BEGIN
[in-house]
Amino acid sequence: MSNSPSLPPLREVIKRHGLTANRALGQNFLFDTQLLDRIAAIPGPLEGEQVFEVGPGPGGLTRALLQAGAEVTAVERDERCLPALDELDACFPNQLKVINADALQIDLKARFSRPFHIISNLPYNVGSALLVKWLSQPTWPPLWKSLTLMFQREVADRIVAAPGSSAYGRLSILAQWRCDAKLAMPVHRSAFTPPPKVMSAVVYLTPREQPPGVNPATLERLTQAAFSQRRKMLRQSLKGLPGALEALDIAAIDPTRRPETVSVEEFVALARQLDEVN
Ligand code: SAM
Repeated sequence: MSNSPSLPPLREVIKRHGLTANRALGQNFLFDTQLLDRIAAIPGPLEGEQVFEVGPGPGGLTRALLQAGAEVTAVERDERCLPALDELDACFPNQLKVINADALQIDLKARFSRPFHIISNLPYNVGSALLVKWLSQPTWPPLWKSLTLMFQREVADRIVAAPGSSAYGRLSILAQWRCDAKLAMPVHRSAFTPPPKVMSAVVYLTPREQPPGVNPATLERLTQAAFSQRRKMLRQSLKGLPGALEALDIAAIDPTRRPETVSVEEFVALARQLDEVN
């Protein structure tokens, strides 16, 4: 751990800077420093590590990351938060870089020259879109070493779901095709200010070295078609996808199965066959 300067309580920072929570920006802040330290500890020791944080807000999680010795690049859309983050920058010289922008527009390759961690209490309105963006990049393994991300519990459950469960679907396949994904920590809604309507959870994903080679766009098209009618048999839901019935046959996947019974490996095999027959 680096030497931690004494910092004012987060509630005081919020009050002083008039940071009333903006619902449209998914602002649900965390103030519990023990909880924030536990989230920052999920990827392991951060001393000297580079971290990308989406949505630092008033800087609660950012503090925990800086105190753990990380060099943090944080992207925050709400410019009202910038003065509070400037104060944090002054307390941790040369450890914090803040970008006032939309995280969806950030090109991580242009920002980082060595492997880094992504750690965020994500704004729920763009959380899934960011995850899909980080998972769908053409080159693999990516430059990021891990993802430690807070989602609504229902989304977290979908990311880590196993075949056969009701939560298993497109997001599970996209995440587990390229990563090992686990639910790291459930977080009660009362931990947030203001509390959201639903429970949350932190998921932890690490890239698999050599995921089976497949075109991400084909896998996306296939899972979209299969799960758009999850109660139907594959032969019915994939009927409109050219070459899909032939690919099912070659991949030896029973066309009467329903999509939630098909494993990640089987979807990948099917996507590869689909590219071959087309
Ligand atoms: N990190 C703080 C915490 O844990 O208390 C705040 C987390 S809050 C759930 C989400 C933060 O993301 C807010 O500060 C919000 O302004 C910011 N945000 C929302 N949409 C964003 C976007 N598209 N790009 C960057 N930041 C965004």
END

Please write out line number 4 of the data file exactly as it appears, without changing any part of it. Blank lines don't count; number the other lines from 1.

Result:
Repeated sequence: MSNSPSLPPLREVIKRHGLTANRALGQNFLFDTQLLDRIAAIPGPLEGEQVFEVGPGPGGLTRALLQAGAEVTAVERDERCLPALDELDACFPNQLKVINADALQIDLKARFSRPFHIISNLPYNVGSALLVKWLSQPTWPPLWKSLTLMFQREVADRIVAAPGSSAYGRLSILAQWRCDAKLAMPVHRSAFTPPPKVMSAVVYLTPREQPPGVNPATLERLTQAAFSQRRKMLRQSLKGLPGALEALDIAAIDPTRRPETVSVEEFVALARQLDEVN